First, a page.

Couture milliner Laura Apsit Livens, 25, is astonished. “I never thought I would be so busy,” she says of her Mayfair shop, a surreal, tiny half-staircase in Duke Street, North Mayfair. It’s a riot of colour, original shapes, bowlers, feather creations, panamas and helmets.
Her clients include singers Paloma Faith, Rita Ora and Jessie J, along with the Duchess of Westminster. London College of Fashion graduate Livens is one of the new-look retailers jazzing up North Mayfair, as major local landlord, Grosvenor, shakes up what was once a dull, anonymous part of its estate with a £785 million regeneration programme. The move has been prompted by Crossrail, which is building a new Bond Street station nearby.
Founded in 1677, Grosvenor controls about 30 per cent of the wider Mayfair area. When the new station opens in 2018, trimming 13 minutes off the journey to Canary Wharf, the estate hopes to have established a strong identity for North Mayfair.
Up to 220,000 passengers a day are expected to use the station, and there will be 24 trains an hour at peak times in each direction. A total 300,000sq ft of retail, commercial and residential space has been approved above the eastern ticket hall in Hanover Street, while Craig McWilliam, executive director of Grosvenor’s London estate, says it is creating more rental flats because “we want people to live and work in the area”.
There are 28 flats at 65 Duke Street and 62 Green Street and about 500 rented properties across the estate. However, homes to buy under £1 million are rare, and a new apartment block being built at the Audley Square car park site is a few years away from completion.
Savills calculates the price per square foot of residential property in Mayfair at £2,320, while in Knightsbridge and Belgravia it is £2,490 and £2,370 respectively. The point of Grosvenor’s plan, however, is not necessarily to shoehorn homes in, but to restore the neighbourhood’s vitality.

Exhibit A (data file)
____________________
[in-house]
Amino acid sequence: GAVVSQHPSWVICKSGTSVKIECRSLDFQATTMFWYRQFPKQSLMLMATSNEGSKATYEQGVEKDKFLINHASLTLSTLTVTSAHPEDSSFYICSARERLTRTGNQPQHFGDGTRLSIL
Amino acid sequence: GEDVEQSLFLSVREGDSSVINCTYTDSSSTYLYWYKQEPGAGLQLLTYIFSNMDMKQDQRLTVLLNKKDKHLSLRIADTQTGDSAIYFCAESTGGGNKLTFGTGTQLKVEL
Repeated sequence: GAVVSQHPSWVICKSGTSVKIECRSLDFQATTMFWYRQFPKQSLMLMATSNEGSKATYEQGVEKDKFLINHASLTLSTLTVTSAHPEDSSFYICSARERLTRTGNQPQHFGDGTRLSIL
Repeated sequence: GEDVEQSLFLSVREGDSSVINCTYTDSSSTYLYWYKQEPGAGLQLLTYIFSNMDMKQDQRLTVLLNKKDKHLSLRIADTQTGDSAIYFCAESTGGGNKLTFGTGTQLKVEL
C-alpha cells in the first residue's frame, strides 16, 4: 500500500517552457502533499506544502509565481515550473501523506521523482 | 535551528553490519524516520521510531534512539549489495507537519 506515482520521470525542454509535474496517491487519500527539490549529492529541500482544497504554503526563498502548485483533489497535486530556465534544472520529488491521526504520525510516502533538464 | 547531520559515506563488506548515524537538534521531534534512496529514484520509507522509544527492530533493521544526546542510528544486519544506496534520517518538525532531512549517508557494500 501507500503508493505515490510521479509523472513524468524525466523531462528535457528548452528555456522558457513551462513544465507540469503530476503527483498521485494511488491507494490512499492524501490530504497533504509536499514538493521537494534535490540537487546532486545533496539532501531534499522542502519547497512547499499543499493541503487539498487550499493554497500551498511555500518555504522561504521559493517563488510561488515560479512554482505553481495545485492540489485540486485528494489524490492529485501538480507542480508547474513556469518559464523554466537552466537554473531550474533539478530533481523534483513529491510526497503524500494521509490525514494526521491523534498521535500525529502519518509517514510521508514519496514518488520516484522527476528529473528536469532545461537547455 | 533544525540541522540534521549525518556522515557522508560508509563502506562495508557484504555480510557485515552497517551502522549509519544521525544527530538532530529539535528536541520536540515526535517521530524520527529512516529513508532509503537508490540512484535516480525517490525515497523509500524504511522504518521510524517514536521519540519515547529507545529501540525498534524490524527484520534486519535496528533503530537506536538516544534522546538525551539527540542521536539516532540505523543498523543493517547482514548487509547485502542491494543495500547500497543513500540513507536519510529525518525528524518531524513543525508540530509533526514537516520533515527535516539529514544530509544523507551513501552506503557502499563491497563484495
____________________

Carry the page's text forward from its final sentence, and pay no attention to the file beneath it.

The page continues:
It likes to say that out of 700 shops across the estate, only 17 per cent are chain stores. Now Duke Street, on the other side of Oxford Street from Selfridges, wants to be part of the campaign to steal the crown from Knightsbridge and turn North Mayfair into the highest-performing enclave of prime central London.
The transformation has begun. Restaurateurs Chris Corbin and Jeremy King, the duo behind The Wolseley, The Delaunay and Brasserie Zédel, recently opened the wow-factor Art Deco-style Beaumont Hotel, with 75 rooms created from a converted garage. The eye-catching Antony Gormley inhabitable sculpture sitting atop the entrance houses the £2,500-a-night master suite.
New-style independent brands are very much encouraged. The Duke Street Emporium, a two-storey concept store by Jigsaw and The Shop at Bluebird, offers international womenswear, menswear, beauty and lifestyle brands, plus an in-store Fernandez & Wells café. Down the street is bespoke menswear brand, Rake, soon to be joined by a new Private White VC menswear shop — the original is on arty Lamb’s Conduit Street. And Goodman Restaurants, which launched the successful Burger & Lobster chain, has opened Lobster Roll, a two-storey deli-cafe concept.
Opposite Duke Street is Brown Hart Gardens, where you can bring sandwiches or buy your lunch at The Garden Café. The gardens were originally opened above the old Duke Street electricity substation in 1906, with a 10,000sq ft roof, a domed gazebo and steps at either end. Grosvenor transformed the site into a public rooftop garden, adding an Andrew Ewing water feature last year. There’s also a monthly food market.
The first stage of Grosvenor’s investment focused around Mount Street, restoring the heritage and élan of old Mayfair with a contemporary twist. The project saw £4 million spent on roads, pavements and public spaces, as well as a wider range of shops while keeping treasures including The Mount Street Deli and Allens of Mayfair, the butchers’ shop established for 120 years.
The Connaught was spruced up and passers-by can enjoy a £10 million water feature, Silence, by Japanese architect Tadao Ando, commissioned by Grosvenor in partnership with the hotel.
Grosvenor Hill is turning into an arts quarter, with the new Gagosian Gallery opening at number 20, while bronze sculptures in the street, by Neal French, depict the late Terence Donovan, whose studio was nearby, photographing Sixties fashion model Twiggy.
Community events include Grosvenor Square’s Summer in the Square and film festival, plus Mount Street Christmas Lights, while a tranquil escape in the heart of the city is provided at 77 Duke Street, with yoga, meditation, dance and storytelling.
Grosvenor isn’t a lone moderniser. The Portman Estate sexed up Marylebone’s Chiltern Street, The Crown Estate worked wonders in Regent Street, and the Portman Estate is behind the £12 million regeneration of Portman Village on the other side of Oxford Street.
Could all this galvanise Kensington’s council into action? It’s no small irony that the borough with Europe’s wealthiest residents has a dreary High Street full of luggage stores and mobile phone shops.